Prof. Powershell

Start-Process Cmdlet: The Best of Both Worlds

Sometimes the standby command-line or resource kit tools work best. Still, there is a way to use information from those tools with further processing in PowerShell and this command helps.

Even though I enjoy using PowerShell and am constantly finding new ways to apply it, sometimes the old school ways are still best. There's nothing wrong with the use of legacy command-line or resource kit tools. If they do the job why stop using them? The challenge is finding a good way to use them in PowerShell. Of course you can run any command in PowerShell, but what if you want to keep track of the output or errors? This is a bit more difficult because the command isn't writing objects to a pipeline.

What you can do is use the Start-Process cmdlet. For example, if you run this command, you'll see the results, but in a new window:

PS C:\> start-process tracert -ArgumentList "-d -4"

If you don't like the window, you can minimize it with the WindowStyle parameter, or even hide it:

PS C:\> start-process tracert -ArgumentList "-d -4" -WindowStyle minimized

Or if you prefer, you can "keep" the results in your current PowerShell window with the -NoNewWindow parameter:

PS C:\> start-process tracert -ArgumentList "-d -4" -NoNewWindow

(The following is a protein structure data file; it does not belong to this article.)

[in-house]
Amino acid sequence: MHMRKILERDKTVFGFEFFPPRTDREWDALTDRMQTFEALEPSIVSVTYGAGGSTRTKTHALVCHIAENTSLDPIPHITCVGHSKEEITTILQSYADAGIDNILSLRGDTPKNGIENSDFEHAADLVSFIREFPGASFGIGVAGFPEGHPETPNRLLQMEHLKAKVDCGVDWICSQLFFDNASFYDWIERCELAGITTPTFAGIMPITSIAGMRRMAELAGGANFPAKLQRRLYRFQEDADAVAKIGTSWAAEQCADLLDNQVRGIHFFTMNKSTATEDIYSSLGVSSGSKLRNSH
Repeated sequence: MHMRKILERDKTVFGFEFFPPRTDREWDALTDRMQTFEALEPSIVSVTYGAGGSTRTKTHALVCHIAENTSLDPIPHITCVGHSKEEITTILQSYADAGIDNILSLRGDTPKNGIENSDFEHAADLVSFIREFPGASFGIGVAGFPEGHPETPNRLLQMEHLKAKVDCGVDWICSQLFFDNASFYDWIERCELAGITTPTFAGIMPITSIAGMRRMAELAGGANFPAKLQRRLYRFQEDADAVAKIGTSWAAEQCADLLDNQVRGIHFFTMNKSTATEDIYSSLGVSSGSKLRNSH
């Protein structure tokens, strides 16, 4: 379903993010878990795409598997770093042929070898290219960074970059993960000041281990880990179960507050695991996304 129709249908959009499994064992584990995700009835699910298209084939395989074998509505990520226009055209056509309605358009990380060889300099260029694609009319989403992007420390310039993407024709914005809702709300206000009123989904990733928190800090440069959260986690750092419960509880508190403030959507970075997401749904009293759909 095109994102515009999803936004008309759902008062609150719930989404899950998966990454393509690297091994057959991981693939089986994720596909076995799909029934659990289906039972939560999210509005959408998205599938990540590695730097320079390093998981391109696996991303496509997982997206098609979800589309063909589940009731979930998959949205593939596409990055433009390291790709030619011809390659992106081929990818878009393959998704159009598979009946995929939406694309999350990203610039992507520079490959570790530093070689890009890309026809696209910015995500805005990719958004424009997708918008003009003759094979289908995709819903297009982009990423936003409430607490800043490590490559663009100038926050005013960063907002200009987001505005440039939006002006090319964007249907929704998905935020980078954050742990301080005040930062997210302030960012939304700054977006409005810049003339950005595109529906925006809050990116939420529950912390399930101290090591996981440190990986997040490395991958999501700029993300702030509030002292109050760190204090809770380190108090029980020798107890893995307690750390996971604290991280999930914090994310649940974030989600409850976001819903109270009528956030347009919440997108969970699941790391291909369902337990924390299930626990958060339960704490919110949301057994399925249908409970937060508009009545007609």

But it gets even better. We can send the output, both success and errors to different files:

PS C:\> start-process tracert -ArgumentList "-d -4" -RedirectStandardOutput e:\trace.txt -RedirectStandardError e:\tracerr.txt-NoNewWindow

Here's a more production-worthy example. You want to audit all the scheduled tasks on a group of computers. The SCHTASKS.EXE command-line utility is perfect. It can query a remote machine and write output in a CSV format. If we can save it to a file we can re-import it into PowerShell as objects for further analysis. Here's what this one-line command might look like:

Get-content c:\files\computers.txt | foreach { start-process schtasks -ArgumentList "/query /v /s $_ /fo csv" -NoNewWindow -RedirectStandardOutput "e:\$_-tasks.csv" -RedirectStandardError "e:\$_-err.txt" }

While technically not a background job, this command is running in the background so you get your prompt back right away. If you prefer to wait, then tell Start-Process with -Wait. Personally, I'd rather get back to work and check the files later.

There are some limitations. The redirection only works per command, so in this example I have to have separate result and error files for each computer. If I want a single error file, I could combine the files:

PS C:\> dir e:\*-err.txt | where {$_.length -gt 0} | get-content | out-file e:\errsum.txt

I strongly encourage you to take the time to read the full help and examples for Start-Process. There's much more than what I have presented here and you never know what might spark an idea.

About the Author

Jeffery Hicks is an IT veteran with over 25 years of experience, much of it spent as an IT infrastructure consultant specializing in Microsoft server technologies with an emphasis in automation and efficiency. He is a multi-year recipient of the Microsoft MVP Award in Windows PowerShell. He works today as an independent author, trainer and consultant. Jeff has written for numerous online sites and print publications, is a contributing editor at, and a frequent speaker at technology conferences and user groups.

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